“At that point, it will take Congress taking some sort of emergency action to fund the program if the government doesn’t reopen,” said Rebecca Vallas, vice president of the Poverty to Prosperity Program at the left-leaning Center for American Progress. “We will see hunger in America skyrocket. It’s going to take more than just flipping a switch to make things right after this.”

[Wisconsin is the GOP model for ‘welfare reform.’ But as work requirements grow, so does one family’s desperation.]

Already, more than 2,500 grocers and other retailers are no longer accepting food stamps because their SNAP licenses were not renewed before the shutdown started Dec. 22, according to the Food Marketing Institute, an industry group.

Federal funding has also been shut off for cash welfare benefits, known as Temporary Assistance for Needy Families (TANF), for 3.4 million of the poorest Americans, the majority of whom are children. For now, states are picking up the financial burden — $4.2 billion they were to have received from the Department of Health and Human Services to cover January through March. States are providing benefits by cobbling together previously unspent federal funds with state dollars.

“We don’t know at what point states will start to panic and that will start to affect people relying on TANF,” said Elizabeth Lower-Basch, an expert on the social safety net at the Center for Law and Social Policy.

If the government does not fully reopen by Feb. 1, nearly 270,000 rural families who receive federal rent subsidies through the USDA would also be at risk of eviction because their landlords would no longer be paid, said Bob Rapoza, executive secretary of the National Rural Housing Coalition.

“These are the poorest rural people in the country,” Rapoza said. “They’re farmworkers, they’re senior citizens, they’re disabled.”

An additional 2.2 million low-income households receiving rent assistance could be put in jeopardy in March when funding for the Department of Housing and Urban Development’s Section 8 voucher program runs out.

State and local public housing agencies would also stop receiving money to operate more than 1 million public housing units in March.

And another 100,000 low-income tenants are already at risk because HUD did not have staff in place during the shutdown to renew at least 1,150 affordable housing contracts that expired in December.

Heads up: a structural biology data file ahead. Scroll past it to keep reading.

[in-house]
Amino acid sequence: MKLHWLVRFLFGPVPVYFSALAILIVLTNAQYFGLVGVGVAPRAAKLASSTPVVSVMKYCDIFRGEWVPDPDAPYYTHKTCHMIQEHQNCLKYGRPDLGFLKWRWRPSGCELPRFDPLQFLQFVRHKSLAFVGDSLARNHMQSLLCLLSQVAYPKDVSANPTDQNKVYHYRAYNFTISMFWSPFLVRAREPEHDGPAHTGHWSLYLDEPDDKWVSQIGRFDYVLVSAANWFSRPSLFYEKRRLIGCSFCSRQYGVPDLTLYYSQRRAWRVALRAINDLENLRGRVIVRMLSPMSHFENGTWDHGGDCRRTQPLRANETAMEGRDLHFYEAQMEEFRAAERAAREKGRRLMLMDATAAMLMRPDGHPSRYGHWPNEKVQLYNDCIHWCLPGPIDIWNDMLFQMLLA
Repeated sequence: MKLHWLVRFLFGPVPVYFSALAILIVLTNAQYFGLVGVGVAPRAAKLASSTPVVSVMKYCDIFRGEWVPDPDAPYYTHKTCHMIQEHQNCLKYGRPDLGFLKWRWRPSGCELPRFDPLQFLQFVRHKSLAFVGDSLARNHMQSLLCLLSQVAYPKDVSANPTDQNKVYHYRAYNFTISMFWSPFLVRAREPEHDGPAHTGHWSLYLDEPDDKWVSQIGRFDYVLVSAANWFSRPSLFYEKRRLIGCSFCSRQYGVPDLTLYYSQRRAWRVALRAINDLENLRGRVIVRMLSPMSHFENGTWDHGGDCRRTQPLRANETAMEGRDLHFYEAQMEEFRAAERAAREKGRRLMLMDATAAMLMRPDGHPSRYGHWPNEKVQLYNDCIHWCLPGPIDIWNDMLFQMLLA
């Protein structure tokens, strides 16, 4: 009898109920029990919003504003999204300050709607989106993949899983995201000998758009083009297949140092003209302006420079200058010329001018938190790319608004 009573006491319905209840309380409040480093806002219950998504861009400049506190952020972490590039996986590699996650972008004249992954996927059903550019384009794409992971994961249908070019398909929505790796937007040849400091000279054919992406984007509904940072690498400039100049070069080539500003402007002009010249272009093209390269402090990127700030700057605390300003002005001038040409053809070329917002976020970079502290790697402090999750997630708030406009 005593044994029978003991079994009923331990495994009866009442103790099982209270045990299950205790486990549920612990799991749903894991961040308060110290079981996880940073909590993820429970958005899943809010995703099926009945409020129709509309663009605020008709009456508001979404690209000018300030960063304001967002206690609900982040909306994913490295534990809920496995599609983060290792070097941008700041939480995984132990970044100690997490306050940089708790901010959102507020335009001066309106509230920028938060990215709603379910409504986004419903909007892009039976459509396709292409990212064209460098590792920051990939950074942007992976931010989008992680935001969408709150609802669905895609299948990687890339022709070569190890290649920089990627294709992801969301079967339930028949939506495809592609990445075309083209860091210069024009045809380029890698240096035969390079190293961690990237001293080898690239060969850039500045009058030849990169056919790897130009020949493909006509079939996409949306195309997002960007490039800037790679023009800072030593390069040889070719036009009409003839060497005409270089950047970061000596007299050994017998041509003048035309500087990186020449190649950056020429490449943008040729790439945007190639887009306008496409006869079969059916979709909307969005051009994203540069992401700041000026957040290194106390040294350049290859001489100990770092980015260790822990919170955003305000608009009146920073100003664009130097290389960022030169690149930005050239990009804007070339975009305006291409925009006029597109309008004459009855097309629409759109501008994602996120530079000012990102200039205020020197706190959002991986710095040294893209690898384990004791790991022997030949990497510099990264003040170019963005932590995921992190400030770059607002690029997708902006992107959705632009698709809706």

That means apartment owners will not be paid and must now dip into their reserves to cover their mortgages — which they may not be able to do indefinitely.

HUD officials told The Washington Post this week that furloughed staffers have been called back to work to scour agency accounts for money that could be used to cover contracts that expired before the shutdown. But those that expired after Dec. 22 remain in limbo, with payments possible only after renewal of the earlier batch of contracts. The agency sought to downplay the impact of the expired contracts.

“No one has ever been evicted because of a shutdown, and the landlords have always been made whole,” said HUD spokesman Jereon Brown.

But he acknowledged that more contracts expire with each day that the government remains closed. Another 500 contracts are scheduled to expire by the end of January, and 550 in February, the agency said.

The risk of eviction for low-income tenants grows the longer the government remains closed, housing advocates say.

“The longer the shutdown continues, the more the lowest income people will be hard hit,” said Diane Yentel, president of the National Low Income Housing Coalition. “If we get to March, we’re going to be looking at a potentially significant number of evictions.”

HUD also announced Wednesday there could be major delays in the disaster relief funding it is sending to Puerto Rico, Florida, and a number of other places because of the shutdown, saying it likely would not be able to meet a timeline set by Congress .

The shutdown has hit Native American tribes especially hard because so many of their basic services depend on federal funding, as a legacy of their negotiated treaties with the U.S. government.

U.S. Rep. Sharice Davids (D-Kan.) — a member of the Ho-Chunk Nation and one of two Native American congresswomen newly sworn in this month — said one tribe witnessed a member die during the shutdown because road crews did not plow snow-filled roads and an ambulance could not get through. She did not provide further details, saying she wanted to respect the tribe’s privacy.

Several tribes have reallocated funds to keep hospitals and clinics open on their lands. But staff at those hospitals has already grown thinner, Davids said.

“For many in these communities, this is the only way people can access health care,” she said.

[Already reeling from tariff war, some farmers aren’t receiving government support checks amid shutdown]

Kerry Hawk Lessard, executive director of Native American Lifelines — a Baltimore-based group that provides health assistance to Native Americans living in urban areas — said she has needed to turn away members seeking rides to doctor’s appointments and halt funding for previously promised eyeglasses as a result of the shutdown.

Nonprofit groups in Washington say they are making contingency plans after facing an uptick in calls from furloughed federal workers — with 362,000 of them living in the area — as well as families starting to panic about losing a slew of social safety benefits.